The Security Council's set of sanctions serve as the foundation for most national sanctions lists.
The Security Council sanctions are developed by a set of committees, each dedicated to establishing individual listings within its regime. Technical explanations are available on the download page.
The UN SC web site describes the policy as follows:
The Security Council can take action to maintain or restore international peace and security under Chapter VII of the United Nations Charter. Sanctions measures, under Article 41, encompass a broad range of enforcement options that do not involve the use of armed force. Since 1966, the Security Council has established 30 sanctions regimes, in Southern Rhodesia, South Africa, the former Yugoslavia (2), Haiti, Iraq (2), Angola, Rwanda, Sierra Leone, Somalia and Eritrea, Eritrea and Ethiopia, Liberia (3), DRC, Côte d’Ivoire, Sudan, Lebanon, DPRK, Iran, Libya (2), Guinea-Bissau, CAR, Yemen, South Sudan and Mali, as well as against ISIL (Da'esh) and Al-Qaida and the Taliban.
Security Council sanctions have taken a number of different forms, in pursuit of a variety of goals. The measures have ranged from comprehensive economic and trade sanctions to more targeted measures such as arms embargoes, travel bans, and financial or commodity restrictions. The Security Council has applied sanctions to support peaceful transitions, deter non-constitutional changes, constrain terrorism, protect human rights and promote non-proliferation.
Sanctions do not operate, succeed or fail in a vacuum. The measures are most effective at maintaining or restoring international peace and security when applied as part of a comprehensive strategy encompassing peacekeeping, peacebuilding and peacemaking. Contrary to the assumption that sanctions are punitive, many regimes are designed to support governments and regions working towards peaceful transition. The Libyan and Guinea-Bissau sanctions regimes all exemplify this approach.
Today, there are 14 ongoing sanctions regimes which focus on supporting political settlement of conflicts, nuclear non-proliferation, and counter-terrorism. Each regime is administered by a sanctions committee chaired by a non-permanent member of the Security Council. There are 10 monitoring groups, teams and panels that support the work of 11 of the 14 sanctions committees.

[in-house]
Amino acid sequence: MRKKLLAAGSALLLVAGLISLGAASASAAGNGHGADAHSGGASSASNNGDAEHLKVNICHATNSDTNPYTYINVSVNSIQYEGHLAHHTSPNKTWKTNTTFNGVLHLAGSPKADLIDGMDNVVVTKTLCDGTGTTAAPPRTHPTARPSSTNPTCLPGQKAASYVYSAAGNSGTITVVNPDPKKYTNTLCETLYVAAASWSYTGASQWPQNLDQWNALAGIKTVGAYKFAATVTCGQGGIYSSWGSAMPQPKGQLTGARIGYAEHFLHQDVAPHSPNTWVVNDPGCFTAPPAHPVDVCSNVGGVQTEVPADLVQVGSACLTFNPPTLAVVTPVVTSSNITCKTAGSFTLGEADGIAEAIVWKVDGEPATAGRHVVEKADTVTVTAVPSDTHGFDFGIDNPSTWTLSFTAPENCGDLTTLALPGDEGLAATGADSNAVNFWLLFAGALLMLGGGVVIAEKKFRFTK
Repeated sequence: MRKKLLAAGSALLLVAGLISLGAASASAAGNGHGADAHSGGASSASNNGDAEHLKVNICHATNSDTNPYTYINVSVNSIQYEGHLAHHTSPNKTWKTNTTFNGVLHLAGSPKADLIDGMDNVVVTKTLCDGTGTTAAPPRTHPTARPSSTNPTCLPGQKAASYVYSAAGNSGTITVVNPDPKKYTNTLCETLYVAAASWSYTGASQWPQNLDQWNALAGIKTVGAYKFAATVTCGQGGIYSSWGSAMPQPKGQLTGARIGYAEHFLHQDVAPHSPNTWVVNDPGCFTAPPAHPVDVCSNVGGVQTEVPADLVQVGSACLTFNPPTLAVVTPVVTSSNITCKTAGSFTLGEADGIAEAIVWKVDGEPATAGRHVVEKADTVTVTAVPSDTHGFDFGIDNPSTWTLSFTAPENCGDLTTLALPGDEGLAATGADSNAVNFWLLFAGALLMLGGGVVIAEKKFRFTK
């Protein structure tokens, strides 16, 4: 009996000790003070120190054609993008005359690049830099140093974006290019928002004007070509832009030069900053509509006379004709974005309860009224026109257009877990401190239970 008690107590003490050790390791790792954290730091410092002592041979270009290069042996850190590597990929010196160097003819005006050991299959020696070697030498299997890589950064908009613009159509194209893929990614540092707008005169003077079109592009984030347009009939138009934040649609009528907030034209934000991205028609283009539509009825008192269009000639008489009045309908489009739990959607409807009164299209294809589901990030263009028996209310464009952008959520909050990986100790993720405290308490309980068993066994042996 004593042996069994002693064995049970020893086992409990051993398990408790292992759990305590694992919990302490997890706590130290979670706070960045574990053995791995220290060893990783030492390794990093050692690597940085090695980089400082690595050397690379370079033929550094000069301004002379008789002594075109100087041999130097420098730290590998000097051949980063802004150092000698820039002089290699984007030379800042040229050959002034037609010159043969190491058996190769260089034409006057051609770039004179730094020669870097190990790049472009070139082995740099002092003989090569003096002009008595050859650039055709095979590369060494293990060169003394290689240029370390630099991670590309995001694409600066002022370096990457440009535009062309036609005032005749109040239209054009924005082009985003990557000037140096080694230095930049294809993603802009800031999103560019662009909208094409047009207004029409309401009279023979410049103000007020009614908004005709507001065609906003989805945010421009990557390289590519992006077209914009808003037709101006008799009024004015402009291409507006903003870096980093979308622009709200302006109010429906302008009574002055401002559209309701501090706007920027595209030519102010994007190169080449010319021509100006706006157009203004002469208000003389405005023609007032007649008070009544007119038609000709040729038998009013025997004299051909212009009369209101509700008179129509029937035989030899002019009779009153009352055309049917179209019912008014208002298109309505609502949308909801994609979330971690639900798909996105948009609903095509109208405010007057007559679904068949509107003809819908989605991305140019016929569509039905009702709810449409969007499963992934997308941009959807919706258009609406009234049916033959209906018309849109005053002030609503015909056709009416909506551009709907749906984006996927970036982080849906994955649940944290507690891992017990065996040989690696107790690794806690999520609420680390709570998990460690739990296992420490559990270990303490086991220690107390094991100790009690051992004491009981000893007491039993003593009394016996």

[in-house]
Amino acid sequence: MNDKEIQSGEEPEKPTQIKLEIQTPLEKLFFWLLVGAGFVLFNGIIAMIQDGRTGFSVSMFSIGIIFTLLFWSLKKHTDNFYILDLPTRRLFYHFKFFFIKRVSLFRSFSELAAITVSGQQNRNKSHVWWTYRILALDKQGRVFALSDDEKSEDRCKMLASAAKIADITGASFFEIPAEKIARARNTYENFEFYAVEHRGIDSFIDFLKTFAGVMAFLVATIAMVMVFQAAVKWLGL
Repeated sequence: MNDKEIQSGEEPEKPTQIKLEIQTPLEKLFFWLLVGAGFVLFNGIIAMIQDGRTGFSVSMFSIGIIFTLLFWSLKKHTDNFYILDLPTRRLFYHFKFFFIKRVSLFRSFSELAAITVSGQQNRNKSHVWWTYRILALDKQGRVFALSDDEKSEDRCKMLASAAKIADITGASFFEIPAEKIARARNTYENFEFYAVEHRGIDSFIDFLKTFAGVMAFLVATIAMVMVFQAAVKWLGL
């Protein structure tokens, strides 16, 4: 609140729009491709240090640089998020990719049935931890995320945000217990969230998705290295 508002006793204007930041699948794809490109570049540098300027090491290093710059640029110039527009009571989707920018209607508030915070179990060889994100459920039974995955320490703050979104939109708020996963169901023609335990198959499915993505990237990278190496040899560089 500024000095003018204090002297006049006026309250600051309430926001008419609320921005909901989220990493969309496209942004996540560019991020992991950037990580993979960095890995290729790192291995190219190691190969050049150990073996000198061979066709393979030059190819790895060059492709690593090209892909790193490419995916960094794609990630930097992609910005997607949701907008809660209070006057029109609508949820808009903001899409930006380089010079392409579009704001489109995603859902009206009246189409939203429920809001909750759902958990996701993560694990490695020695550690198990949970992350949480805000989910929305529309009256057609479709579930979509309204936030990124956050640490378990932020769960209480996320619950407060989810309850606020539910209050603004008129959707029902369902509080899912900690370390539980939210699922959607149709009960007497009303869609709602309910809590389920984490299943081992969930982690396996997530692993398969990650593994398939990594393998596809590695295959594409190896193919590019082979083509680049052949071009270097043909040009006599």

The Council applies sanctions with ever-increasing cognisance of the rights of those targeted. In the 2005 World Summit declaration, the General Assembly called on the Security Council, with the support of the Secretary-General, to ensure that fair and clear procedures are in place for the imposition and lifting of sanctions measures. The establishment of a focal point for de-listing, and the Office of the Ombudsperson to the ISIL (Da'esh) & Al-Qaida Sanctions Committee are examples of this approach in practice.
|Entity count:||953 target entities · 1,348 searchable entities · 2,747 total|
|Publisher:||United Nations Security Council (UN SC)|
The Security Council is one of the principal organs of the United Nations, charged with ensuring international peace and security. Its powers include establishing peacekeeping operations, enacting international sanctions, and authorizing military action.
|Source data:||scsanctions.un.org (XML)|
|Collections:||in Consolidated Sanctions · OpenSanctions Default|
Downloads contain the full set of entities contained in this dataset. You can fetch a simplified tabular form, or detailed, structured data in JSON format. Updated files will be provided once a day at the same location.
|File name||Export type||Size|
|FollowTheMoney entities||2 MB|
|Target names text file||87 kB|
|Senzing entity format||529 kB|
|Source data||2 MB|
|Targets as nested JSON||2 MB|
|Targets as simplified CSV||276 kB|
You can query the data in this dataset via the application programming interface (API) endpoints below. Please read the introduction for documentation and terms of service.
|Use the Reconciliation API in OpenRefine:|
|For full-text search, use the |
|For entity matching, use the |
The following targeted entities have been added to this data source most recently:
|AL-MARRANI, Motlaq Amer||Person||Yemen|
|Katibat al Tawhid wal Jihad||Organization||Kyrgyzstan · Russia · Syria|
|Ali Mohamed RAGE||Person||Somalia|
|Organisation humanitaire de Wafa||Organization||United Arab Emirates · Pakistan · Afghanistan · Kuwait|
|YA MAHDI INDUSTRIES GROUP||Company||Iran|
|Yuk Tung Energy PTE LTD||Company||Singapore|
|Yazd Metallurgy Industries (YMI)||Organization||Iran|
|WEIHAI WORLD-SHIPPING FREIGHT||Organization||China|
|UMMAH TAMEER E-NAU||Organization||Afghanistan · Pakistan|
|Shahab al-Muhajir||Person||Afghanistan · Iraq|
|Ali DARASSA||Person||Niger · Chad · Central African Republic|
|Emraan ALI||Person||United States · Trinidad & Tobago · Syria|
|Saleh Mesfer al Shaer||Person||Yemen|
|AL-GHAMARI, Muhammad Abd Al-Karim||Person||Yemen|
|Osama al Kuni||Person||Libya|
|عتیق الله آخوند||Person||Afghanistan · Namibia|
|KO, Tae Hun||Person||North Korea|
|NAZAR MOHAMMAD||Person||Namibia · Afghanistan|
|Mahamadou AG RHISSA||Person||Mali|